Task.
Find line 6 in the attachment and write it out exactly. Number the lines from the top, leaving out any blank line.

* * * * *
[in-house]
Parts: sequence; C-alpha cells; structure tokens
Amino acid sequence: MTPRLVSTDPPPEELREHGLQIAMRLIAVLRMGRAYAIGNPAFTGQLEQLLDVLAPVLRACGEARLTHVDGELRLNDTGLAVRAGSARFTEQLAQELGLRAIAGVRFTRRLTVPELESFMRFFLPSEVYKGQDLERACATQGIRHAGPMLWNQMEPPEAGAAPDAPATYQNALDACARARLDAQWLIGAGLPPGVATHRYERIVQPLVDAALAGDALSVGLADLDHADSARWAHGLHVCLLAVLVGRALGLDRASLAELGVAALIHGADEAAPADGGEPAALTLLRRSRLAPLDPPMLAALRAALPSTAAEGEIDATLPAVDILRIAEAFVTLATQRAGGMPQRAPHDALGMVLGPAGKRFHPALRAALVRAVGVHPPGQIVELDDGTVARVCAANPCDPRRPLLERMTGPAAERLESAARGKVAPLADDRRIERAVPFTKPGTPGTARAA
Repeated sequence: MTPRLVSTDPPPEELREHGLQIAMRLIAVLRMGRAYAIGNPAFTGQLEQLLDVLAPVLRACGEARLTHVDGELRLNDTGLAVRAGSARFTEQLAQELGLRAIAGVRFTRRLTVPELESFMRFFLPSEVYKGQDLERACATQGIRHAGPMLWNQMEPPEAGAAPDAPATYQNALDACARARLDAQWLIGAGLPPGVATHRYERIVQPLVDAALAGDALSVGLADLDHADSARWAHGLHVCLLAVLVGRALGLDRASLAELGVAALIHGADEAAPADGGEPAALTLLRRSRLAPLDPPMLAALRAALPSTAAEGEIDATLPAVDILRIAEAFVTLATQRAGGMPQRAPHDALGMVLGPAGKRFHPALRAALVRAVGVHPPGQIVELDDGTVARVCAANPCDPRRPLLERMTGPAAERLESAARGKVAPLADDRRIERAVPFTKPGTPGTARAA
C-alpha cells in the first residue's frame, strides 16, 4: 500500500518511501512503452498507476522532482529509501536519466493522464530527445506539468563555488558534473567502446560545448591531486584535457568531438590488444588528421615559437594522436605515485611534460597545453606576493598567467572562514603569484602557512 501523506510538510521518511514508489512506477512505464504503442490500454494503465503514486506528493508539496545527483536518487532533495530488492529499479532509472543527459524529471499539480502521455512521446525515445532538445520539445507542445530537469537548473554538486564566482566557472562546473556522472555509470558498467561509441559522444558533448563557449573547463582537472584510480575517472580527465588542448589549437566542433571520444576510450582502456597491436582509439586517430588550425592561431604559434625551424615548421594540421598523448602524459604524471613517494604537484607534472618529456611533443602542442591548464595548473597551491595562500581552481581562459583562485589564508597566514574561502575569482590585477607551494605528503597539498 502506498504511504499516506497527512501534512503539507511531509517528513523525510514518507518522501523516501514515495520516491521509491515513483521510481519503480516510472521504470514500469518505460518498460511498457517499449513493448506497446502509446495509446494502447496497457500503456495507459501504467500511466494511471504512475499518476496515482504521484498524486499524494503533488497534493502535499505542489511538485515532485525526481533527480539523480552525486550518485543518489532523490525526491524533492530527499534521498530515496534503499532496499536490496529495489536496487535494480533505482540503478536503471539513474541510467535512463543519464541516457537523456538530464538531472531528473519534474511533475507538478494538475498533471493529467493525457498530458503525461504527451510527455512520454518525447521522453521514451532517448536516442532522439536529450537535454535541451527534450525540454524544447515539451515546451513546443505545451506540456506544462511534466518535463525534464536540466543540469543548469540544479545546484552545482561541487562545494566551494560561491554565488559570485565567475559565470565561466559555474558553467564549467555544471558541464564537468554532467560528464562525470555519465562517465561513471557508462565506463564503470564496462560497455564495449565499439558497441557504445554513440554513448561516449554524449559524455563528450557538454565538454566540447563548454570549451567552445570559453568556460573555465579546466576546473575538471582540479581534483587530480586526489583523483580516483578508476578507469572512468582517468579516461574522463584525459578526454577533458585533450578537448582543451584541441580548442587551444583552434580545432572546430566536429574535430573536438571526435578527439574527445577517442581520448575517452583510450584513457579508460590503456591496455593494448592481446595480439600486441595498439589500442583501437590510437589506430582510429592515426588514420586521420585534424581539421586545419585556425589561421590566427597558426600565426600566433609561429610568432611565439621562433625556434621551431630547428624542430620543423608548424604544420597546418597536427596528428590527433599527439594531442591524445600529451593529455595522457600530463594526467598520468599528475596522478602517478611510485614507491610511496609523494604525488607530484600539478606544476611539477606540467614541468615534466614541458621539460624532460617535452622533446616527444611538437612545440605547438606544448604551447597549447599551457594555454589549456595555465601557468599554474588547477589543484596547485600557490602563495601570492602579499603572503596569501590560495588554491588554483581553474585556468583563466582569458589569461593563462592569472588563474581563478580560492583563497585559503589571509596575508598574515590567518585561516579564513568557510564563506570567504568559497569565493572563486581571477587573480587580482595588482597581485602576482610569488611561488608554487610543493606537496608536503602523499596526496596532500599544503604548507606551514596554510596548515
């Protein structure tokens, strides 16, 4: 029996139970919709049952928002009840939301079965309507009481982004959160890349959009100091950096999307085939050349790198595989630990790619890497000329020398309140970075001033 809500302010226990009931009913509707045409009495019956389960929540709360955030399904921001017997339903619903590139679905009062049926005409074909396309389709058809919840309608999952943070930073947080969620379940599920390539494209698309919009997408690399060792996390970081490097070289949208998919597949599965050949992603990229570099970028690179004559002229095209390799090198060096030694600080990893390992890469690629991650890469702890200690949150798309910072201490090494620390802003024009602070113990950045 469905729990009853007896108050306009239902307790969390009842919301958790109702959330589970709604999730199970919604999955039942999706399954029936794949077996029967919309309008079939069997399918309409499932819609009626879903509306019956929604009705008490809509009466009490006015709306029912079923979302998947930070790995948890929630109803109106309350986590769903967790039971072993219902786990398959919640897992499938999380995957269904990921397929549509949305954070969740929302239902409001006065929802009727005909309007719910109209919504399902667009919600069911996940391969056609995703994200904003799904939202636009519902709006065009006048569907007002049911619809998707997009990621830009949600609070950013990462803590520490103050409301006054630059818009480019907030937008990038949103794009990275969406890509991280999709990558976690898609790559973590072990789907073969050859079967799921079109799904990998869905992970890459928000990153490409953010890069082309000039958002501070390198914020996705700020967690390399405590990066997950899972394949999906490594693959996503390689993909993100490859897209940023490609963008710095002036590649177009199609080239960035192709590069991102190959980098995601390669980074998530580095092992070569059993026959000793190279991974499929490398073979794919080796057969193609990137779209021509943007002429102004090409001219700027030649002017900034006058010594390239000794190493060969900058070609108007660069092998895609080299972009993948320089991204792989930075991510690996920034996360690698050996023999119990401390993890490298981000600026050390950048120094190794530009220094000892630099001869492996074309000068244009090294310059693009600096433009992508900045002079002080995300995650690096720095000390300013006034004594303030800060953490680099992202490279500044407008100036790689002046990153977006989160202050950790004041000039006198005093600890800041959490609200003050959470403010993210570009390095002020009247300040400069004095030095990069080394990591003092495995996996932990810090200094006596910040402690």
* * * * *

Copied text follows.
């Protein structure tokens, strides 16, 4: 029996139970919709049952928002009840939301079965309507009481982004959160890349959009100091950096999307085939050349790198595989630990790619890497000329020398309140970075001033 809500302010226990009931009913509707045409009495019956389960929540709360955030399904921001017997339903619903590139679905009062049926005409074909396309389709058809919840309608999952943070930073947080969620379940599920390539494209698309919009997408690399060792996390970081490097070289949208998919597949599965050949992603990229570099970028690179004559002229095209390799090198060096030694600080990893390992890469690629991650890469702890200690949150798309910072201490090494620390802003024009602070113990950045 469905729990009853007896108050306009239902307790969390009842919301958790109702959330589970709604999730199970919604999955039942999706399954029936794949077996029967919309309008079939069997399918309409499932819609009626879903509306019956929604009705008490809509009466009490006015709306029912079923979302998947930070790995948890929630109803109106309350986590769903967790039971072993219902786990398959919640897992499938999380995957269904990921397929549509949305954070969740929302239902409001006065929802009727005909309007719910109209919504399902667009919600069911996940391969056609995703994200904003799904939202636009519902709006065009006048569907007002049911619809998707997009990621830009949600609070950013990462803590520490103050409301006054630059818009480019907030937008990038949103794009990275969406890509991280999709990558976690898609790559973590072990789907073969050859079967799921079109799904990998869905992970890459928000990153490409953010890069082309000039958002501070390198914020996705700020967690390399405590990066997950899972394949999906490594693959996503390689993909993100490859897209940023490609963008710095002036590649177009199609080239960035192709590069991102190959980098995601390669980074998530580095092992070569059993026959000793190279991974499929490398073979794919080796057969193609990137779209021509943007002429102004090409001219700027030649002017900034006058010594390239000794190493060969900058070609108007660069092998895609080299972009993948320089991204792989930075991510690996920034996360690698050996023999119990401390993890490298981000600026050390950048120094190794530009220094000892630099001869492996074309000068244009090294310059693009600096433009992508900045002079002080995300995650690096720095000390300013006034004594303030800060953490680099992202490279500044407008100036790689002046990153977006989160202050950790004041000039006198005093600890800041959490609200003050959470403010993210570009390095002020009247300040400069004095030095990069080394990591003092495995996996932990810090200094006596910040402690």